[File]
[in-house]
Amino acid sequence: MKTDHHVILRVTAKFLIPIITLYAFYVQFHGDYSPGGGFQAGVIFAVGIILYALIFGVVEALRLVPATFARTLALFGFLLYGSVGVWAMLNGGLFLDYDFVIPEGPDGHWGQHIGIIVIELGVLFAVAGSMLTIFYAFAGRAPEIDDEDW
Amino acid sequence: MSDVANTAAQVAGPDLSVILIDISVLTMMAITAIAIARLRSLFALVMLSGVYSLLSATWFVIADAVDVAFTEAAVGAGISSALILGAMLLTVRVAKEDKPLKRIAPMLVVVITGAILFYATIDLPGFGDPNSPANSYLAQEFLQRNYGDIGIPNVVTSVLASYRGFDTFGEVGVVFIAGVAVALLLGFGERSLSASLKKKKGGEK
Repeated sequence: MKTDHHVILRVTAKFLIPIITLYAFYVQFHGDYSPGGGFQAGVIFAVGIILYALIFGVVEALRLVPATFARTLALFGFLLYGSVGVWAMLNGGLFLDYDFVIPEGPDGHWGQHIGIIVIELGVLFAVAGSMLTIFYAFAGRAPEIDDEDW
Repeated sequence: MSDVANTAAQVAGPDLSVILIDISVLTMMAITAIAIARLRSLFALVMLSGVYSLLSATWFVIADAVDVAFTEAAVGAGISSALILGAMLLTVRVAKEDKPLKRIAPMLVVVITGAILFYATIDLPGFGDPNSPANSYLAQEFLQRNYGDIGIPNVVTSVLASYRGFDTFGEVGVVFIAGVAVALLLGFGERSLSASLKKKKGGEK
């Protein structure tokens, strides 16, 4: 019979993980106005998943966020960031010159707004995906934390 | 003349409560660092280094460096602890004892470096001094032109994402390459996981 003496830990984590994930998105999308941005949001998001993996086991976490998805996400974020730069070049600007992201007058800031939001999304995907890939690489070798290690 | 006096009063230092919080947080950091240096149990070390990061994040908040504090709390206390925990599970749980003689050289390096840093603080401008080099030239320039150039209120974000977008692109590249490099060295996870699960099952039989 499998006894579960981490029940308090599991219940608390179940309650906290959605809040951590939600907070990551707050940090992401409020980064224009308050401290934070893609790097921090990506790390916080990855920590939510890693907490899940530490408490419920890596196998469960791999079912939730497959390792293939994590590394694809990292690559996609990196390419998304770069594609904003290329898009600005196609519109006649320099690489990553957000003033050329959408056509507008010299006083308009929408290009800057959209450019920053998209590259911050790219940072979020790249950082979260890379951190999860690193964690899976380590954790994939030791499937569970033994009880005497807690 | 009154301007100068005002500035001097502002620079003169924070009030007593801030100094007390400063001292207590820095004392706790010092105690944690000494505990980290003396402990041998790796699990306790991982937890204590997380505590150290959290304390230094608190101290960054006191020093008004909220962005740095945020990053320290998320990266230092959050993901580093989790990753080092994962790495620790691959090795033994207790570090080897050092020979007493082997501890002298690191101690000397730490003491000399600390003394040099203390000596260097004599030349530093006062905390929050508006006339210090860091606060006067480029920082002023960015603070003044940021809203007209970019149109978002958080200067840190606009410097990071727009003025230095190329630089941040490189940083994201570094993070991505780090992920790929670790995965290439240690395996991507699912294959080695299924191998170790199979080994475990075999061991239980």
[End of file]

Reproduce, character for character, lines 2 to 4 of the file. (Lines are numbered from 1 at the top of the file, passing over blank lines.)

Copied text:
Amino acid sequence: MKTDHHVILRVTAKFLIPIITLYAFYVQFHGDYSPGGGFQAGVIFAVGIILYALIFGVVEALRLVPATFARTLALFGFLLYGSVGVWAMLNGGLFLDYDFVIPEGPDGHWGQHIGIIVIELGVLFAVAGSMLTIFYAFAGRAPEIDDEDW
Amino acid sequence: MSDVANTAAQVAGPDLSVILIDISVLTMMAITAIAIARLRSLFALVMLSGVYSLLSATWFVIADAVDVAFTEAAVGAGISSALILGAMLLTVRVAKEDKPLKRIAPMLVVVITGAILFYATIDLPGFGDPNSPANSYLAQEFLQRNYGDIGIPNVVTSVLASYRGFDTFGEVGVVFIAGVAVALLLGFGERSLSASLKKKKGGEK
Repeated sequence: MKTDHHVILRVTAKFLIPIITLYAFYVQFHGDYSPGGGFQAGVIFAVGIILYALIFGVVEALRLVPATFARTLALFGFLLYGSVGVWAMLNGGLFLDYDFVIPEGPDGHWGQHIGIIVIELGVLFAVAGSMLTIFYAFAGRAPEIDDEDW